11. Inflammation-Related Carcinogenesis and Prevention in Esophageal Adenocarcinoma Using Rat Duodenoesophageal Reflux Models

    Energy Technology Data Exchange (ETDEWEB)

    Fujimura, Takashi, E-mail: tphuji@staff.kanazawa-u.ac.jp; Oyama, Katsunobu; Sasaki, Shozo; Nishijima, Koji; Miyashita, Tomoharu; Ohta, Tetsuo [Gastroenterologic Surgery, Kanazawa University Hospital, Kanazawa, Japan, 13-1 Takaramachi, Kanazawa, Ishikawa 920-8641 (Japan); Koichi, Miwa [Houju Memorial Hospital, Nomi, Japan, 11-71 Midorigaoka, Nomi, Ishikawa 923-1226 (Japan); Takanori, Hattori [Division of Molecular and Diagnostic Pathology, Shiga University of Medical Science, Otsu, Japan, Seta Tsukinowa-cho, Otsu, Shiga 520-2192 (Japan)

    2011-08-10

    Development from chronic inflammation to Barrett's adenocarcinoma is known as one of the inflammation-related carcinogenesis routes. Gastroesophageal reflux disease induces regurgitant esophagitis, and esophageal mucosa is usually regenerated by squamous epithelium, but sometimes and somewhere replaced with metaplastic columnar epithelium. Specialized columnar epithelium, so-called Barrett's epithelium (BE), is a risk factor for dysplasia and adenocarcinoma in esophagus. Several experiments using rodent model inducing duodenogastroesophageal reflux or duodenoesophageal reflux revealed that columnar epithelium, first emerging at the proliferative zone, progresses to dysplasia and finally adenocarcinoma, and exogenous carcinogen is not necessary for cancer development. It is demonstrated that duodenal juice rather than gastric juice is essential to develop esophageal adenocarcinoma in not only rodent experiments, but also clinical studies. Antireflux surgery and chemoprevention by proton pump inhibitors, nonsteroidal anti-inflammatory drugs, selective cyclooxygenase-2 inhibitors, green tea, retinoic acid and thioproline showed preventive effects on the development of Barrett's adenocarcinoma in rodent models, but it remains controversial whether antireflux surgery could regress BE and prevent esophageal cancer in clinical observation. The Chemoprevention for Barrett's Esophagus Trial (CBET), a phase IIb, multicenter, randomized, double-masked study using celecoxib in patients with Barrett's dysplasia failed to prove to prevent progression of dysplasia to cancer. The AspECT (Aspirin Esomeprazole Chemoprevention Trial), a large multicenter phase III randomized trial to evaluate the effects of esomeprazole and/or aspirin on the rate of progression to high-grade dysplasia or adenocarcinoma in patients with BE is now ongoing.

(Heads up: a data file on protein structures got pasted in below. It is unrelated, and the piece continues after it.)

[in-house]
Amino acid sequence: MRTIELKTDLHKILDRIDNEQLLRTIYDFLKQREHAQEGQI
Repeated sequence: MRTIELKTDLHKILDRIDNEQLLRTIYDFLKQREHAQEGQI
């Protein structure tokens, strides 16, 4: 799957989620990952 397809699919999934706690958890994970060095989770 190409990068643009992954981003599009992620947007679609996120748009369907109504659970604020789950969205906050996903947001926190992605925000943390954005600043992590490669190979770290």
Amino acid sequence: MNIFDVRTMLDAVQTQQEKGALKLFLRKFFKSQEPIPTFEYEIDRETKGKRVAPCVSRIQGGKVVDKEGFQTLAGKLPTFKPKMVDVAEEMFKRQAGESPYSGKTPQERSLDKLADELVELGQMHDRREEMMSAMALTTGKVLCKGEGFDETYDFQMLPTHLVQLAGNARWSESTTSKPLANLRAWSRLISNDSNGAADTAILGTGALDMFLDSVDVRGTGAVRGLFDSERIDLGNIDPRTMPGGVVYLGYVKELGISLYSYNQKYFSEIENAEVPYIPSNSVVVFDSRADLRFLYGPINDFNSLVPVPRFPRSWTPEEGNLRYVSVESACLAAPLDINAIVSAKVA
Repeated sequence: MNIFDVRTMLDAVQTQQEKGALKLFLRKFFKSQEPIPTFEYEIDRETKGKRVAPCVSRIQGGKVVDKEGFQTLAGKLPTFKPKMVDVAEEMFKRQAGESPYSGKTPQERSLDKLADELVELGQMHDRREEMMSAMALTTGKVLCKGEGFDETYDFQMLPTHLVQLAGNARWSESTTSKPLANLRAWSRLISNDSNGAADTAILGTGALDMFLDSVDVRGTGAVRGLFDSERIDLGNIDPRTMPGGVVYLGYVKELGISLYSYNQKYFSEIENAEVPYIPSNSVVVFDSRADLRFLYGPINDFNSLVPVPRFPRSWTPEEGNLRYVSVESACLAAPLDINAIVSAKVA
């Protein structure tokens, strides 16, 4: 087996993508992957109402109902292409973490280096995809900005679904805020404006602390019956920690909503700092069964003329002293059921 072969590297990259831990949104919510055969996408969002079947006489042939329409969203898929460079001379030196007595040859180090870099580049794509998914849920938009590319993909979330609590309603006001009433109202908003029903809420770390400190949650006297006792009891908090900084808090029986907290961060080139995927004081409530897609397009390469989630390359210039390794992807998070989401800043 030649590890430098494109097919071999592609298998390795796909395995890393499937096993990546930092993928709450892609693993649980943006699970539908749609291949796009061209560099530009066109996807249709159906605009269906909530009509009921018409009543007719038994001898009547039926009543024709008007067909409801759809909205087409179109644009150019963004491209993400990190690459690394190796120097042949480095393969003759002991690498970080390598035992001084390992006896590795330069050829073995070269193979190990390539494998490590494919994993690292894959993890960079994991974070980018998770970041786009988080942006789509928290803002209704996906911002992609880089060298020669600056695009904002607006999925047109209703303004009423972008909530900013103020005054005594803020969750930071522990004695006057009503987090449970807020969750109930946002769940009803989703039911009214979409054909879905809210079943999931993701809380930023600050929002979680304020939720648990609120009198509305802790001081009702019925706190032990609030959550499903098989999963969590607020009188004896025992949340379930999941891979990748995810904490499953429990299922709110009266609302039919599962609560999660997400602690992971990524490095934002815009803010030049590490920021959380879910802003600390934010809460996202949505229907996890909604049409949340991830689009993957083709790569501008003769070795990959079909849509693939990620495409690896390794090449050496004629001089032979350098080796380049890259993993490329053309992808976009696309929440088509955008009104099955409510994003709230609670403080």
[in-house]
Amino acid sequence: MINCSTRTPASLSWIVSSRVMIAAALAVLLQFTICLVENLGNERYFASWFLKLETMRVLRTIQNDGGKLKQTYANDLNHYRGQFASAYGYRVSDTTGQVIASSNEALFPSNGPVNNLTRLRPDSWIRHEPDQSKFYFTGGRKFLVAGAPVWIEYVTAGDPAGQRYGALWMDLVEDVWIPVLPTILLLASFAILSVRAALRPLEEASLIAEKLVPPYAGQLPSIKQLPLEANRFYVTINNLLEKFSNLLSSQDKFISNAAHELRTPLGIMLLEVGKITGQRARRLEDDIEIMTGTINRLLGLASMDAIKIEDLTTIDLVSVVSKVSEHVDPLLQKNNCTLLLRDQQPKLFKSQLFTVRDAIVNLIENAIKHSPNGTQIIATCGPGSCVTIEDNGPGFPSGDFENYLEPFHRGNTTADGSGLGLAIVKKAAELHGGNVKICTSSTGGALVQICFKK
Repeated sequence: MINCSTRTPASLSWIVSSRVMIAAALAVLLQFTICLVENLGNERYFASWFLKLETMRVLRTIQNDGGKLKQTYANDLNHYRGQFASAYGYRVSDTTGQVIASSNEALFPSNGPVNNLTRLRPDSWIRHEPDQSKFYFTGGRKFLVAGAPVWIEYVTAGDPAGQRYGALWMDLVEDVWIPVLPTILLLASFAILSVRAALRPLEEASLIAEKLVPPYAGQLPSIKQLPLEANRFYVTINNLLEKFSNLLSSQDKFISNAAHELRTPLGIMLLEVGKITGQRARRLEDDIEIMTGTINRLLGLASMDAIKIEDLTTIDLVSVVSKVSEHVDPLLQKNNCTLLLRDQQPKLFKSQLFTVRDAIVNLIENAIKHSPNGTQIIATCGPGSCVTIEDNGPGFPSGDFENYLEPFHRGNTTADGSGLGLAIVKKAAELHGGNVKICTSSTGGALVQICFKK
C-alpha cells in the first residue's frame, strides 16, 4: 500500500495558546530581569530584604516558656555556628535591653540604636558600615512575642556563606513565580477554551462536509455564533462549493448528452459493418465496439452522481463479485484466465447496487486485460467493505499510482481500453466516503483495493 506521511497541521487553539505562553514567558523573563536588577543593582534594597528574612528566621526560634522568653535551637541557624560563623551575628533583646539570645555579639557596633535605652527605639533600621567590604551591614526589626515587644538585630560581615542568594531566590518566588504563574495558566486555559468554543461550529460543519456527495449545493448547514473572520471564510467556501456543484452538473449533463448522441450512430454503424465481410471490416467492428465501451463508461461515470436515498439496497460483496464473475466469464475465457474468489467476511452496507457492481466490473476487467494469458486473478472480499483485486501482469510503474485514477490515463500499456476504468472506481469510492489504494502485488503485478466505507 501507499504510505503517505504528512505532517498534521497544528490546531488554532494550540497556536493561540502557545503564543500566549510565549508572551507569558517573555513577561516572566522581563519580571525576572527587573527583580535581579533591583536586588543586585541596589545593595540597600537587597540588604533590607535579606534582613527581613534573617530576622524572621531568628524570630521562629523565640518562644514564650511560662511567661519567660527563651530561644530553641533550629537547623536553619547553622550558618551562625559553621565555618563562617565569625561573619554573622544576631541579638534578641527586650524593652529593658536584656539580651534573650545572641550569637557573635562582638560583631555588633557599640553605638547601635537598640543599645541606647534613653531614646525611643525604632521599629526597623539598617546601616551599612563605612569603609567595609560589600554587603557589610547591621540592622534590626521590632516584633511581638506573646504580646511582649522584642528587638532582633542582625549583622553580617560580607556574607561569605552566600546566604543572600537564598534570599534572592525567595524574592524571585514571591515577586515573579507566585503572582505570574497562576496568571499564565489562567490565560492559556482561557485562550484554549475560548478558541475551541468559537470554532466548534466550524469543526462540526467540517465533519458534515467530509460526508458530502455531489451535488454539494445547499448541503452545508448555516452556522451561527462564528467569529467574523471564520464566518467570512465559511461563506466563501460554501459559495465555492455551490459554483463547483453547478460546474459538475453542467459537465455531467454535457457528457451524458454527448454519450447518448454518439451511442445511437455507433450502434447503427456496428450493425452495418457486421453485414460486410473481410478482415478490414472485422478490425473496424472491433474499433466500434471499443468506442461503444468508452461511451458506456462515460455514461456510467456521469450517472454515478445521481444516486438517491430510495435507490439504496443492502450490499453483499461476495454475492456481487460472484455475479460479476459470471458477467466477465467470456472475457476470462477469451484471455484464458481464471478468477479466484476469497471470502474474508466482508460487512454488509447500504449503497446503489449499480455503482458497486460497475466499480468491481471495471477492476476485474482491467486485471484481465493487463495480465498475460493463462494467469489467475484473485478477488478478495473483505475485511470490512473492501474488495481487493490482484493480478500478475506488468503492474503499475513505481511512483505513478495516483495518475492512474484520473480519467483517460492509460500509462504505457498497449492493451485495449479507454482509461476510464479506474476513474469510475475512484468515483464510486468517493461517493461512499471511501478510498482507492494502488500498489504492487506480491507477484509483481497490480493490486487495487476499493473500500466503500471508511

12. Feasibility study of corticosteroid treatment for esophageal ulcer after EMR in a canine model.

    Science.gov (United States)

    Honda, Michitaka; Nakamura, Tatsuo; Hori, Yoshio; Shionoya, Yoshiki; Yamamoto, Kazumichi; Nishizawa, Yuji; Kojima, Fumitsugu; Shigeno, Keiji

    2011-07-01